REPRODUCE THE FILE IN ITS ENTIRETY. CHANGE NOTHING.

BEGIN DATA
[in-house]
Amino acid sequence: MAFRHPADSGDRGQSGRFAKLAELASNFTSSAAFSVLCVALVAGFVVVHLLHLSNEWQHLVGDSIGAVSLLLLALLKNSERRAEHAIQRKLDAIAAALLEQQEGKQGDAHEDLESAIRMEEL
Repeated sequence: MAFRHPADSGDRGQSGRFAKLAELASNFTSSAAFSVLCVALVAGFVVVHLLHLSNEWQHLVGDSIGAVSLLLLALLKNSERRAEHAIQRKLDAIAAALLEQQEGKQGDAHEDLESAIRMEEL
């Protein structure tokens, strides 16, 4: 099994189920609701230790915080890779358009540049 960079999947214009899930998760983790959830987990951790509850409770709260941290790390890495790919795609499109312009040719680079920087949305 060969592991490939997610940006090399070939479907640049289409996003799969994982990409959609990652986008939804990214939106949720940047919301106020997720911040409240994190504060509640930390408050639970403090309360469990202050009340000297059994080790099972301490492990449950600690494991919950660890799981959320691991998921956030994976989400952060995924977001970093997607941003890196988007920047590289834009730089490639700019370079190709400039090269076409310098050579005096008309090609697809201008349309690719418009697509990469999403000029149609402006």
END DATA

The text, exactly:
[in-house]
Amino acid sequence: MAFRHPADSGDRGQSGRFAKLAELASNFTSSAAFSVLCVALVAGFVVVHLLHLSNEWQHLVGDSIGAVSLLLLALLKNSERRAEHAIQRKLDAIAAALLEQQEGKQGDAHEDLESAIRMEEL
Repeated sequence: MAFRHPADSGDRGQSGRFAKLAELASNFTSSAAFSVLCVALVAGFVVVHLLHLSNEWQHLVGDSIGAVSLLLLALLKNSERRAEHAIQRKLDAIAAALLEQQEGKQGDAHEDLESAIRMEEL
């Protein structure tokens, strides 16, 4: 099994189920609701230790915080890779358009540049 960079999947214009899930998760983790959830987990951790509850409770709260941290790390890495790919795609499109312009040719680079920087949305 060969592991490939997610940006090399070939479907640049289409996003799969994982990409959609990652986008939804990214939106949720940047919301106020997720911040409240994190504060509640930390408050639970403090309360469990202050009340000297059994080790099972301490492990449950600690494991919950660890799981959320691991998921956030994976989400952060995924977001970093997607941003890196988007920047590289834009730089490639700019370079190709400039090269076409310098050579005096008309090609697809201008349309690719418009697509990469999403000029149609402006």